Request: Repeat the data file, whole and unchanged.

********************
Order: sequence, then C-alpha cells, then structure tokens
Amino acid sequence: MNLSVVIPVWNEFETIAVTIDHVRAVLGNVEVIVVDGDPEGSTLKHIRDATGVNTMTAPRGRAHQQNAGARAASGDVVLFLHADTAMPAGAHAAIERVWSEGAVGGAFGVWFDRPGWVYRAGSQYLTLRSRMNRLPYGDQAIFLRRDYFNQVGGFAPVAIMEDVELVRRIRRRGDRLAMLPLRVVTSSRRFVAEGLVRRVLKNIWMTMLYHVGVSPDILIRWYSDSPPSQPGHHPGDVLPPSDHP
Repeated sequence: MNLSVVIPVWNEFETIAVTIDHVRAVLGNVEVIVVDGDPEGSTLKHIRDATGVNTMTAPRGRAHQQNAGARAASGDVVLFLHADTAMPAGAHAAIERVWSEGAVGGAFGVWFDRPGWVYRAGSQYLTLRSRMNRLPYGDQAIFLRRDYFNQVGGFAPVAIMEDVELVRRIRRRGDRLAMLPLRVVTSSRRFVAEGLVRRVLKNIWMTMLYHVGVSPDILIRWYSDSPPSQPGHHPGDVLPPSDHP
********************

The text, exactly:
Order: sequence, then C-alpha cells, then structure tokens
Amino acid sequence: MNLSVVIPVWNEFETIAVTIDHVRAVLGNVEVIVVDGDPEGSTLKHIRDATGVNTMTAPRGRAHQQNAGARAASGDVVLFLHADTAMPAGAHAAIERVWSEGAVGGAFGVWFDRPGWVYRAGSQYLTLRSRMNRLPYGDQAIFLRRDYFNQVGGFAPVAIMEDVELVRRIRRRGDRLAMLPLRVVTSSRRFVAEGLVRRVLKNIWMTMLYHVGVSPDILIRWYSDSPPSQPGHHPGDVLPPSDHP
Repeated sequence: MNLSVVIPVWNEFETIAVTIDHVRAVLGNVEVIVVDGDPEGSTLKHIRDATGVNTMTAPRGRAHQQNAGARAASGDVVLFLHADTAMPAGAHAAIERVWSEGAVGGAFGVWFDRPGWVYRAGSQYLTLRSRMNRLPYGDQAIFLRRDYFNQVGGFAPVAIMEDVELVRRIRRRGDRLAMLPLRVVTSSRRFVAEGLVRRVLKNIWMTMLYHVGVSPDILIRWYSDSPPSQPGHHPGDVLPPSDHP